Navigating Risk in Extreme Sports: 2 Big Wave Case Studies

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Extreme sport may seem crazy to some, but to others there’s a method to the madness!
I go deep into navigating risk with Doctor of Performance Psychology, John Coleman.
John talks about how each and every time you go out into a risky situation there’s a sequence that can be used to determine if it’s a good idea or not.
The 5 parts of this sequence is explained on The Youth Sport Podcast Episode 11 Part 2: Planning, Awareness, Flexibility, Motivation and Humility.
Here’s an example of risk navigation using the legendary Hawaiian surfer Eddie Aikau as an example.
The first part is planning
Author Stuart Holmes Coleman says in his book “Eddie would go, The Story of Eddie Aikau, Hawaiian Hero”:
Part 1: Planning “Like a dedicated student of oceanography, he had studied each surf spot, noting how and where the waves broke, how deep the reefs were, what direction the swells came in and how the weather affected them.”
If the conditions don’t look good after all of the planning, Part 2 and 3 come in: being Aware and being Flexible, in order to navigate risk that could be life threatening.
When participating in Extreme Sport the athlete has to assess their own fears in order to assess whether the risk is manageable based on the athlete’s acquired skill.
“We all have some fear, and it’s tough to admit to that. But the fear would be more a matter of cautious decision-making. There were some waves you wouldn’t take off on, and those would be waves you knew were going to drill you to the bottom. It was the kind of fear that made you careful.”
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“Eddie then realized he had to return to the scene of the accident and face his fears. Including his fear of death.”
“As a legendary surfer once put it, big waves were not measured in feet but in increments of fear.”
With John Coleman being a mental performance coach he knows how important it is to make sure that mental training is integrated into the overall training of extreme sport.
“Surfing became a metaphor for his life: Eddie had to regain his balance and find the natural flow, or he was going to wipe out all over again. In this way, he rediscovered the danger and thrill of riding mountainous waves.”
What’s amazing is that John has called his Mental Performance Training program: FREE FLOW!
The last 2 Parts of Navigating risk according to John’s sequence is Motivation and Humility.
What is the motivation behind the activity? If it is about the ego, you’re in trouble!
If it’s about Humility, carry on!
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“He says that many of the big-name riders who followed Eddie didn’t possess his sense of humility and courage.”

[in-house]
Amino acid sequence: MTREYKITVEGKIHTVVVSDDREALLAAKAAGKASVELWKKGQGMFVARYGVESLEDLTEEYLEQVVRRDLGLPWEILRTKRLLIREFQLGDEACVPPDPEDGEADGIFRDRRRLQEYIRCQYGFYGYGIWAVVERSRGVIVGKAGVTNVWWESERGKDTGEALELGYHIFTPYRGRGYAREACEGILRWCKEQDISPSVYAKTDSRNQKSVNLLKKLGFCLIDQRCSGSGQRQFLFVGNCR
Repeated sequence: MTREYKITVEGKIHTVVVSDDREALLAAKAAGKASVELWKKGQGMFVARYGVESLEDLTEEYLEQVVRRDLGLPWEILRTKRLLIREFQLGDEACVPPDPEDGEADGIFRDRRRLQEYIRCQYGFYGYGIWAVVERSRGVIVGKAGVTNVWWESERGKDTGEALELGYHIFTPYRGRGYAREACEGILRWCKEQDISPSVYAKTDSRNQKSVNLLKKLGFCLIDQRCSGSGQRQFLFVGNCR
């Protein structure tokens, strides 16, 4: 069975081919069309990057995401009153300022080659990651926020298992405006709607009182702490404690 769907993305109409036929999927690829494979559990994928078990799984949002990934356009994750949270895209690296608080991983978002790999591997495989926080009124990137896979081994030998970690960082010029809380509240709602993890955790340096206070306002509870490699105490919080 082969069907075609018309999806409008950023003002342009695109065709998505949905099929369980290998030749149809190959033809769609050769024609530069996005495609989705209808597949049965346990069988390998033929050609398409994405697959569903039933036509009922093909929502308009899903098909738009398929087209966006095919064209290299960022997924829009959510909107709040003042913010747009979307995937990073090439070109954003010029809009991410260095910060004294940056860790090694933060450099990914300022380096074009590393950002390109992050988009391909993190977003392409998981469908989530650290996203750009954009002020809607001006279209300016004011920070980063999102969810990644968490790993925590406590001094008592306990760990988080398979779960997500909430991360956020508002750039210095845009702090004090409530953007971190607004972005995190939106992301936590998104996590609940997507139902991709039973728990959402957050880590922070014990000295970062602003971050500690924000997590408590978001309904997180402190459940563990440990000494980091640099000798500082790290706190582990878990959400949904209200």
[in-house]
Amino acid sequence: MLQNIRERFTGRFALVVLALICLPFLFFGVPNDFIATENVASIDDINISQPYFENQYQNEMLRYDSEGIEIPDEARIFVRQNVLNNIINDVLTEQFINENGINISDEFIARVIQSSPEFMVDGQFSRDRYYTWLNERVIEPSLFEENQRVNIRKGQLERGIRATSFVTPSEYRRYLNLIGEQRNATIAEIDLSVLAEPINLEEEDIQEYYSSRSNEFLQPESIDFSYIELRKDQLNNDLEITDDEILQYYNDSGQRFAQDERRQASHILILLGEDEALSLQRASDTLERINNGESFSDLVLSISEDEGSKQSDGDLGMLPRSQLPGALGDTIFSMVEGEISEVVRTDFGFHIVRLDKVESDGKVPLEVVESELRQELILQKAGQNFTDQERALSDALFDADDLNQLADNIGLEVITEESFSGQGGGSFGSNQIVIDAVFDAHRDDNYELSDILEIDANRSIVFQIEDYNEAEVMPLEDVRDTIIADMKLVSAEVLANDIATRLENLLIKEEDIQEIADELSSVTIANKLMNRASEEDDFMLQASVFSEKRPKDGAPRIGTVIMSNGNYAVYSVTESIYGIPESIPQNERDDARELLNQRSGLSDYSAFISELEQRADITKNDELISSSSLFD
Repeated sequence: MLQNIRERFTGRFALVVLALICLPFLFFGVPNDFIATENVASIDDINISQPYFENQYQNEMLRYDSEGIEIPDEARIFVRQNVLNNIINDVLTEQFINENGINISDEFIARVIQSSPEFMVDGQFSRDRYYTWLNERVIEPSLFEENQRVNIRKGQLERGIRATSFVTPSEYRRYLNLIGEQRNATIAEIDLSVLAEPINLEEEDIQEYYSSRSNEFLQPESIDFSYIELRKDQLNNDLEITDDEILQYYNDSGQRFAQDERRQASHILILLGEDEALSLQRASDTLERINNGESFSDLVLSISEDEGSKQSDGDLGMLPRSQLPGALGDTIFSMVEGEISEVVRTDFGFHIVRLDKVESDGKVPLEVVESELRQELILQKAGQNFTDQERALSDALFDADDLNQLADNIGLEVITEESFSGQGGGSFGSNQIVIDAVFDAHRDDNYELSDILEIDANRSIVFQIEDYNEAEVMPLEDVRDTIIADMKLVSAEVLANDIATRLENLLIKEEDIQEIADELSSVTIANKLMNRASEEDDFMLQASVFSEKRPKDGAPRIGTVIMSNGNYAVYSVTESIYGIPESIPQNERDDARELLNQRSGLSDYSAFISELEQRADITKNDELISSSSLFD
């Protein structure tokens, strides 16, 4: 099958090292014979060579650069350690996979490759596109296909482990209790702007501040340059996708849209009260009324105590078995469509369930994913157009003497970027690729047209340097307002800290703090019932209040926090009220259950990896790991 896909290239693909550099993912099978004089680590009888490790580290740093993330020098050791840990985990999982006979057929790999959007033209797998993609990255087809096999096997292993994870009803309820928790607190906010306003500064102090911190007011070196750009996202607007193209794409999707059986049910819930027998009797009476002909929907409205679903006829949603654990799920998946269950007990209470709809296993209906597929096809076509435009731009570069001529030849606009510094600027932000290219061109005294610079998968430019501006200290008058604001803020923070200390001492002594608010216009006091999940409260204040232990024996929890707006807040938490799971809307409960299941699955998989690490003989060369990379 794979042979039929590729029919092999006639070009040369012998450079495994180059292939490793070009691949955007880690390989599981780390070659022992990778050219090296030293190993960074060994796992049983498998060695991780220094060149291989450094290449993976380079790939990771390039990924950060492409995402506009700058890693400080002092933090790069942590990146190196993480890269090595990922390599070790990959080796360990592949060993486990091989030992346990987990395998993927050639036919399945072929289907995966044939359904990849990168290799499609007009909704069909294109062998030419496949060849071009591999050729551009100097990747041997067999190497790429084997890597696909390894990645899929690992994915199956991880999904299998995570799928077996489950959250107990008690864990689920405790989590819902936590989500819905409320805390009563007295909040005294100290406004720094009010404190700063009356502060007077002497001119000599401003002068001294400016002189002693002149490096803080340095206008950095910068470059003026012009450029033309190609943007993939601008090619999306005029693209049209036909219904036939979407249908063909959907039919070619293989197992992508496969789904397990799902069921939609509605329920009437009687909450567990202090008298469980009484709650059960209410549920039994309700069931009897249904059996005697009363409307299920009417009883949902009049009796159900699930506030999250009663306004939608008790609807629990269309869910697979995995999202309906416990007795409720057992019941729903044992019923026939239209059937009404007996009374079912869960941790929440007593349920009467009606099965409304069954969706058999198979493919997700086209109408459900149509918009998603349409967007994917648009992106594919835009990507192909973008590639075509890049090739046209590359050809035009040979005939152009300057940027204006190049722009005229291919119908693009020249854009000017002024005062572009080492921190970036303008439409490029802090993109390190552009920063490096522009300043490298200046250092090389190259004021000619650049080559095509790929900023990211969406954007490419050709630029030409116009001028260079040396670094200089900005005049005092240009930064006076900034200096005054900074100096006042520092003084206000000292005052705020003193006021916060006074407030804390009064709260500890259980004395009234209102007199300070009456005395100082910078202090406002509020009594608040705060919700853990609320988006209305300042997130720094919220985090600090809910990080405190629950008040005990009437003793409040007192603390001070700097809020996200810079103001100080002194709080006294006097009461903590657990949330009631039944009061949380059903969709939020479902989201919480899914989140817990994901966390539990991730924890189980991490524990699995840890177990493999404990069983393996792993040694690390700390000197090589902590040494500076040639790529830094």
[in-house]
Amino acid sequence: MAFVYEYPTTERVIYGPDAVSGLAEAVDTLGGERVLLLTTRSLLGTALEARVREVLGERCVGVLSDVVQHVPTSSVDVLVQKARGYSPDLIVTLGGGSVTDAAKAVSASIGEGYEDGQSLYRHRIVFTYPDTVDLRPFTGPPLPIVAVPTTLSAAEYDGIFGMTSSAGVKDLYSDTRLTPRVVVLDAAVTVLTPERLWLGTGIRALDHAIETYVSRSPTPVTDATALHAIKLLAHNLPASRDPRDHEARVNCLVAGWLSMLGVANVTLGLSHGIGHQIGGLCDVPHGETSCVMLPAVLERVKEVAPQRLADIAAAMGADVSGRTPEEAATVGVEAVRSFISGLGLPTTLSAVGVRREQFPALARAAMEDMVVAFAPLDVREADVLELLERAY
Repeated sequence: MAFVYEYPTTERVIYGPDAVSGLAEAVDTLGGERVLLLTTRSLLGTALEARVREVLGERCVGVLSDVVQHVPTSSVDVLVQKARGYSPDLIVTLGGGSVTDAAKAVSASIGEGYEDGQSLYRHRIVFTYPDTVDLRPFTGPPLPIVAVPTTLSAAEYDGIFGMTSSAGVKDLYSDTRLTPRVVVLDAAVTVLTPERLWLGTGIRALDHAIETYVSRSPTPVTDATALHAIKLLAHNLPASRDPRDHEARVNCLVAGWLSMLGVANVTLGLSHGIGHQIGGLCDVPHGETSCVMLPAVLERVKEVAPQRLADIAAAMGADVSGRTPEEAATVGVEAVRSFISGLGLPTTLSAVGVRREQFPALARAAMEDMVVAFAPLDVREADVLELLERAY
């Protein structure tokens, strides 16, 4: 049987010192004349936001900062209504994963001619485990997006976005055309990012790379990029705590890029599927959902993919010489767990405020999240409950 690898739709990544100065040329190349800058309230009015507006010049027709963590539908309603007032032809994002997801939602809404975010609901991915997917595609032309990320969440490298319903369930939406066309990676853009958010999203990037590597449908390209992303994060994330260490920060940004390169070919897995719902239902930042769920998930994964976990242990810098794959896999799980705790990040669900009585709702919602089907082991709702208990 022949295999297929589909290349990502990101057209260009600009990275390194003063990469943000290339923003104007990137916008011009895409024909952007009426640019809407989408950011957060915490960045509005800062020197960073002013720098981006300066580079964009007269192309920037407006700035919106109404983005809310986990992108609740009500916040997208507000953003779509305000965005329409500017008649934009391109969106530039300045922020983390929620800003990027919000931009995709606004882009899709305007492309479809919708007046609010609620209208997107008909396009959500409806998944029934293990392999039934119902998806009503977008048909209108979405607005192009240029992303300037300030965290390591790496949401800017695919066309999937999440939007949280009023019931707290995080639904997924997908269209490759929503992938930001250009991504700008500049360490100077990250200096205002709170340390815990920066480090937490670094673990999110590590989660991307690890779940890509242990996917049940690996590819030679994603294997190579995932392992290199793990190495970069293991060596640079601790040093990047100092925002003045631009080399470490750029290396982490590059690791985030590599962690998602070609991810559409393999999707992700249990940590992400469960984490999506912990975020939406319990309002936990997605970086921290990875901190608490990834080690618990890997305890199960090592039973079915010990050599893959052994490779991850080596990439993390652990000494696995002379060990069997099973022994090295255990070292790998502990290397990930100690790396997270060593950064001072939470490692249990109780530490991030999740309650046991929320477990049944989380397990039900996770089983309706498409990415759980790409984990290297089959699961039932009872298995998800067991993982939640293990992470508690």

“Like Eddie, Jose was very humble and didn’t like boastful people. Jose had a reputation of being fearless in the water and on land, but he was still a man of flesh, blood and nerves. He didn’t seem to recognize that fear is an integral part of living, as Eddie would soon discover, and to deny it was to flirt with death.”
“Some guys who get into the culture of big-wave riding aren’t really doing it because they want to- it’s more of a status thing. Though that would never occur to Jose. He wasn’t doing it to reassure himself, he was doing it because he liked to do it. Peter was the same way, and it was fun for him- he didn’t do it for the cameras or the rest of that crap. Nor did Eddie, who surfed big waves for the simple thrill of it, even when no one else was around.”
And now, the Why! Why do Extreme Sport athletes do what they do?
“For a few moments, the outside world just falls away, eclipsed by the ocean’s green wall. The other competitors, the judges, the concerns that weigh on your mind on land. Everything is suddenly cleansed at the end of the tunnel. Crouched inside, you keep your eyes on this light, making sure you don’t get sucked up the face of the wave or axed by the lip. Psychedelic surfers of the era compared the feeling to going back to the womb or seeing a glimpse of the afterlife. This exciting yet serene experience is what surfers live for. When he finally emerged from the tube during the last minutes of the finals, Eddie must have felt a profound sense of peace as he burst out of the darkness and into the light.”
If you missed Part 1 of the “Master Class” assessing risk, wonder and high performance with Dr. John Coleman, you can check it out here: http://backtobasicsblogger.com/episode-11-youth-sport…/


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Here’s my second example of Navigating risk using Big Wave surfer Kai Lenney as my next example:

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